- 2019 mokuhanga workshops
- New Work at Channing Peake Gallery 105 E. Anapamu Street, Santa Barbara traveling to Betteravia Galleries, 511 E. Lakeside Parkway, Santa Maria, November 5, 2018-April 2019 “Stories”, mokuhanga
- Santa Barbara Funk Zone showing of Climate Change: We Are Part of It
- Santa Barbara Mesa Artists Studio Tour
- Going, Going, Gone: Art in the Age of Extinction
You can view my recent work in Solvang, CA at the Wildling Museum through Monday, October 5th. Many of the woodblock prints are done using the Japanese mokuhanga technique. My inspiration comes from the landscape, flora, and fauna of the high desert of New Mexico and the coastal area of Santa Barbara where I live.
All of the prints are available for sale through the museum or by contacting me directly after October 5th.
Wildling Museum: 1511-B Mission Drive, Solvang, CA 93463 Mon., Wed. -Fri. 11-5, Sat. & Sun. 10-5, Closed Tues. More information at http://www.wildlingmuseum.org
I will be showing my latest woodcuts at the Architectural Foundation Gallery of Santa Barbara which will open Friday Sept. 5th and run until Friday October 10th.
Sara Norquay’s beautiful woodcuts will share the space with mine. Eight of our woodcuts are a result of a call and response series we did on the theme of change in nature. Our woodcuts show the elements of air, water, earth, and fire, and places in nature where we observe seasonal changes.
This new series explores the idea of nature in flux and the impermanence of all things. I’m intrigued by how rocks, trees, and rivers appear static and timeless, but in fact are changing in front of me. Standing in a meadow, hearing flowing water, running my hands over a weather-sculpted rock is grounding, but change is happening. In the larger world outside of my meadow, change on a global scale continues. As I carve the wood for these prints, I am attempting to record a moment of time in that place.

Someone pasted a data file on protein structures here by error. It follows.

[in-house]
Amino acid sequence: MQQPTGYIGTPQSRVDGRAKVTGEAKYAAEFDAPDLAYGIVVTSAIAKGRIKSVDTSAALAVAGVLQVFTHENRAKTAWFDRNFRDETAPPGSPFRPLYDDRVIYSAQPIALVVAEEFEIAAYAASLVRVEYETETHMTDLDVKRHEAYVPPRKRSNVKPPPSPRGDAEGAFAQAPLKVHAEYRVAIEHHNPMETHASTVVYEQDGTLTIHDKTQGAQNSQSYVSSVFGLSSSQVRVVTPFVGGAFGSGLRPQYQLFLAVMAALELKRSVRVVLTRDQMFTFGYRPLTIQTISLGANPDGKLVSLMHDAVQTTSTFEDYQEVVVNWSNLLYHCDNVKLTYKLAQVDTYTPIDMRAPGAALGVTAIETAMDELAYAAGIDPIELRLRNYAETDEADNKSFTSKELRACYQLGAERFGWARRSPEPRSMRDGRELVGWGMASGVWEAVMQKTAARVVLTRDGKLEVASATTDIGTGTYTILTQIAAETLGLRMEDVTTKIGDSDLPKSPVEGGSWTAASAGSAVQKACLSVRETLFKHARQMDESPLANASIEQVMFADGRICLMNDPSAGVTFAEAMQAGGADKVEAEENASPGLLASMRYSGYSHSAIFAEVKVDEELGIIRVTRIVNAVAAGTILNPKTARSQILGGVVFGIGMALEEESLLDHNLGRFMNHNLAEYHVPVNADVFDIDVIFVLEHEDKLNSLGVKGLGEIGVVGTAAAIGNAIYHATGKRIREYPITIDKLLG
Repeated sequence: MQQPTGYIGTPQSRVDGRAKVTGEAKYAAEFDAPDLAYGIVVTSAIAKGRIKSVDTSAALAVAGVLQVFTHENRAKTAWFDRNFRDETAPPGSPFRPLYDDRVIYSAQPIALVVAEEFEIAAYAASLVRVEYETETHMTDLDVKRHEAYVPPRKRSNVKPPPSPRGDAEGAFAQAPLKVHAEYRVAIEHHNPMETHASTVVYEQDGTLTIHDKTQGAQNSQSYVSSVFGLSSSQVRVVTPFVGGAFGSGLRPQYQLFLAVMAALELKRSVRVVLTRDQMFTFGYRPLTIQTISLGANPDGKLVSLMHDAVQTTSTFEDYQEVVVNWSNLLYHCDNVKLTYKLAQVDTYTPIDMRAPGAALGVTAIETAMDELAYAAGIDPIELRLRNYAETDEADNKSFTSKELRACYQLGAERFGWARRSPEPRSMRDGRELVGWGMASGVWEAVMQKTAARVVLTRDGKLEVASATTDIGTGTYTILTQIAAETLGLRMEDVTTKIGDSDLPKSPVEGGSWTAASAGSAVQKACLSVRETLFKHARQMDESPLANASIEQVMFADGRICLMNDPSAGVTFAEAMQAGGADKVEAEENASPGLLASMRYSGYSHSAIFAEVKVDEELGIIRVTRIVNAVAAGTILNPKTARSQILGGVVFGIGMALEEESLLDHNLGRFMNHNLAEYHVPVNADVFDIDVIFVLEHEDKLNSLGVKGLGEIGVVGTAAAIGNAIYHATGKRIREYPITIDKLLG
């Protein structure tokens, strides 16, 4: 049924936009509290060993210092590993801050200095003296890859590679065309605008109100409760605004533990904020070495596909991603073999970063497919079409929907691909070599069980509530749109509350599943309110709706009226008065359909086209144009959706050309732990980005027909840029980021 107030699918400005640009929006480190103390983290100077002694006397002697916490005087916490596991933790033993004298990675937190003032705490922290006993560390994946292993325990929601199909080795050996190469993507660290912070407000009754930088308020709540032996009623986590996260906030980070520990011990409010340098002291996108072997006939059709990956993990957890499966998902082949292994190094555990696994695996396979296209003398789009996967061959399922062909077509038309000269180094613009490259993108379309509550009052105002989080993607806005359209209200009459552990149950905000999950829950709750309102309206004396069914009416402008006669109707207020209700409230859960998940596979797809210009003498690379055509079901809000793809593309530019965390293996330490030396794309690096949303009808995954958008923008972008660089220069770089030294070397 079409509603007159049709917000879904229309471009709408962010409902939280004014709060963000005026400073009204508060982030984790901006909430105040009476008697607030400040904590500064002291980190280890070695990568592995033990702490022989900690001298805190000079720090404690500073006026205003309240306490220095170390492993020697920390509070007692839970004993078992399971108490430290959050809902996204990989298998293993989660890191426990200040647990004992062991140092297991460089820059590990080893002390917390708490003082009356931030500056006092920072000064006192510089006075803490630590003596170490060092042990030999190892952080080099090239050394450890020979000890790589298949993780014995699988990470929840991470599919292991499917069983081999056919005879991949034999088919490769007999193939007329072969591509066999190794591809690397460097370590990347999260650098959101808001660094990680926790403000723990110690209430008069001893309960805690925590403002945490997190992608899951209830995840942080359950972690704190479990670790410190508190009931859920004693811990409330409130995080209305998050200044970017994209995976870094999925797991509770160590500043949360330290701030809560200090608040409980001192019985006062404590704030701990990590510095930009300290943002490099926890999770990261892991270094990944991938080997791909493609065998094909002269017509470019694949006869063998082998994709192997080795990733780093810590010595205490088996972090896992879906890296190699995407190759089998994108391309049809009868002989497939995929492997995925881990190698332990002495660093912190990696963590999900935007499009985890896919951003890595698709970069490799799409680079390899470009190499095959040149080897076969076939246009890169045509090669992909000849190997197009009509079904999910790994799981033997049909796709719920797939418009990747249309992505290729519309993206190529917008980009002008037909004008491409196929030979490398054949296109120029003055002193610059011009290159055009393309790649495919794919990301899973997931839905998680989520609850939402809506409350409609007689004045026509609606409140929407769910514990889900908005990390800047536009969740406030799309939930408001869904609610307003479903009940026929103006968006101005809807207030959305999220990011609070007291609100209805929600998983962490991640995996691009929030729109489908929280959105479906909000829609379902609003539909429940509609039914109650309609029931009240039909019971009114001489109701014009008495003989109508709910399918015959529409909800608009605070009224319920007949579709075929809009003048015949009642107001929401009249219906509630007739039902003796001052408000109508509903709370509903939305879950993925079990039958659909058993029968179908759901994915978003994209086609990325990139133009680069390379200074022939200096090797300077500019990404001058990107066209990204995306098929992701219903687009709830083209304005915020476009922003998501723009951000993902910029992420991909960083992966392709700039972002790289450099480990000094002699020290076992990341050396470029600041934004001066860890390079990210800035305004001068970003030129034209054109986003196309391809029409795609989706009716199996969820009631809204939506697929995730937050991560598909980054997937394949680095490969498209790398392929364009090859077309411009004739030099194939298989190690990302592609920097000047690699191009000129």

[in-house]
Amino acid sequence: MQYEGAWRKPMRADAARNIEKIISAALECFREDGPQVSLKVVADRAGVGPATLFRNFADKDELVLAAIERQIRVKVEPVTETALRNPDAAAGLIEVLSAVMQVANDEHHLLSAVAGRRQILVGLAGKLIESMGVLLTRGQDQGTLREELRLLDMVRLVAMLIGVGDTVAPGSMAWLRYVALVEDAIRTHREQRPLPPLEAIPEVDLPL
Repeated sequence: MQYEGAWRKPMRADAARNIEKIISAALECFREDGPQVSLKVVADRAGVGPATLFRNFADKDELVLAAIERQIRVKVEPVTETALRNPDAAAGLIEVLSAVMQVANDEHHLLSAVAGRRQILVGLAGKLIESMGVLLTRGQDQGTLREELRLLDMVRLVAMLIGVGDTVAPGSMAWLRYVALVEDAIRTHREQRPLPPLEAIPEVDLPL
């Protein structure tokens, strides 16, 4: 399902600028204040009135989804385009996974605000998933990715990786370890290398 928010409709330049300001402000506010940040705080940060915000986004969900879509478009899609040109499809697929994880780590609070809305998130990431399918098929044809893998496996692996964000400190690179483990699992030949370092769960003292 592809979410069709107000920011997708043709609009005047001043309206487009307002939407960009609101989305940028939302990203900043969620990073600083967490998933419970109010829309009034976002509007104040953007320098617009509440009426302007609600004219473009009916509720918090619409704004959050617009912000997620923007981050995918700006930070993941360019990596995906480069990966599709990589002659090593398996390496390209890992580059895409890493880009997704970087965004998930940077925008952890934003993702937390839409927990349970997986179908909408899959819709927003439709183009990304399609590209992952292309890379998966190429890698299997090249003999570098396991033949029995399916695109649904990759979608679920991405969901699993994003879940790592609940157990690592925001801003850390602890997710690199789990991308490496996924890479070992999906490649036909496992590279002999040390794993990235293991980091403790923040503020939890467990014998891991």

“The Gathering” is a woodcut with drypoint etching on Japanese paper, 12″ X 16″
“The Gathering” was recently shown (June 2013) in the Ridley-Tree Museum of Art “Confluence” exhibition at Westmont College, Santa Barbara, California, juried by Los Angeles critic Peter Frank.
“Maroon Rock” is a four plate woodcut, printed using the “moku hanga” or Japanese method on Japanese paper, 8″ X 12″
The gradation of indigo in the sky is called the “bokashi” technique and the pebbled texture of the grey, for example, is called a “gomazuri” effect.
The fun continues as we learn more about the Japanese woodcut printing method, moku hanga. For this larger print, I have used four carved plates, two for the background and two for the foreground. I first printed a grey on an uncut block for the cloud color. Using watercolors gives the print a soft pastel quality and the texture you see is an effect called “gomazuri”.